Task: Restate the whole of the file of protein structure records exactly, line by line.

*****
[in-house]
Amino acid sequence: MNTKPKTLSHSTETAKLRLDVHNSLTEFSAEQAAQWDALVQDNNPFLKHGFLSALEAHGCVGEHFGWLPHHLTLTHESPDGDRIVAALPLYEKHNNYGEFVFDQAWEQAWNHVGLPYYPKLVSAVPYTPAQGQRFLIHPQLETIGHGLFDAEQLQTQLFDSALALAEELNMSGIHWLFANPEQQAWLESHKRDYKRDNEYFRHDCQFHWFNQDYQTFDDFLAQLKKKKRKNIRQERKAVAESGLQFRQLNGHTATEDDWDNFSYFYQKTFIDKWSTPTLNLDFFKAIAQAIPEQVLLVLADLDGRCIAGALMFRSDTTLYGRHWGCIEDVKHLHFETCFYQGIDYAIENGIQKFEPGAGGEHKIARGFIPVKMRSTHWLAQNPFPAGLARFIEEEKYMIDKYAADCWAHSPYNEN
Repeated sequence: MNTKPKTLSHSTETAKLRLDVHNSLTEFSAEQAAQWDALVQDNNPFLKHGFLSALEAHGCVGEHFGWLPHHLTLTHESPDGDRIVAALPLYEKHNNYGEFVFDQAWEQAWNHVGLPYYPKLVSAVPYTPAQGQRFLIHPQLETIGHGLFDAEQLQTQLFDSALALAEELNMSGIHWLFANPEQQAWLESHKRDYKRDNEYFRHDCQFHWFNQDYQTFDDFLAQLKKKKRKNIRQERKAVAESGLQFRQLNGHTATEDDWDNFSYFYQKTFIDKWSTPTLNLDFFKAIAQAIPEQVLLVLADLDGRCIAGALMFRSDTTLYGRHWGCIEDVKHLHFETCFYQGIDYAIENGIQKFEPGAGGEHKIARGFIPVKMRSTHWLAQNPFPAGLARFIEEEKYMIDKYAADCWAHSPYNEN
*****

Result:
[in-house]
Amino acid sequence: MNTKPKTLSHSTETAKLRLDVHNSLTEFSAEQAAQWDALVQDNNPFLKHGFLSALEAHGCVGEHFGWLPHHLTLTHESPDGDRIVAALPLYEKHNNYGEFVFDQAWEQAWNHVGLPYYPKLVSAVPYTPAQGQRFLIHPQLETIGHGLFDAEQLQTQLFDSALALAEELNMSGIHWLFANPEQQAWLESHKRDYKRDNEYFRHDCQFHWFNQDYQTFDDFLAQLKKKKRKNIRQERKAVAESGLQFRQLNGHTATEDDWDNFSYFYQKTFIDKWSTPTLNLDFFKAIAQAIPEQVLLVLADLDGRCIAGALMFRSDTTLYGRHWGCIEDVKHLHFETCFYQGIDYAIENGIQKFEPGAGGEHKIARGFIPVKMRSTHWLAQNPFPAGLARFIEEEKYMIDKYAADCWAHSPYNEN
Repeated sequence: MNTKPKTLSHSTETAKLRLDVHNSLTEFSAEQAAQWDALVQDNNPFLKHGFLSALEAHGCVGEHFGWLPHHLTLTHESPDGDRIVAALPLYEKHNNYGEFVFDQAWEQAWNHVGLPYYPKLVSAVPYTPAQGQRFLIHPQLETIGHGLFDAEQLQTQLFDSALALAEELNMSGIHWLFANPEQQAWLESHKRDYKRDNEYFRHDCQFHWFNQDYQTFDDFLAQLKKKKRKNIRQERKAVAESGLQFRQLNGHTATEDDWDNFSYFYQKTFIDKWSTPTLNLDFFKAIAQAIPEQVLLVLADLDGRCIAGALMFRSDTTLYGRHWGCIEDVKHLHFETCFYQGIDYAIENGIQKFEPGAGGEHKIARGFIPVKMRSTHWLAQNPFPAGLARFIEEEKYMIDKYAADCWAHSPYNEN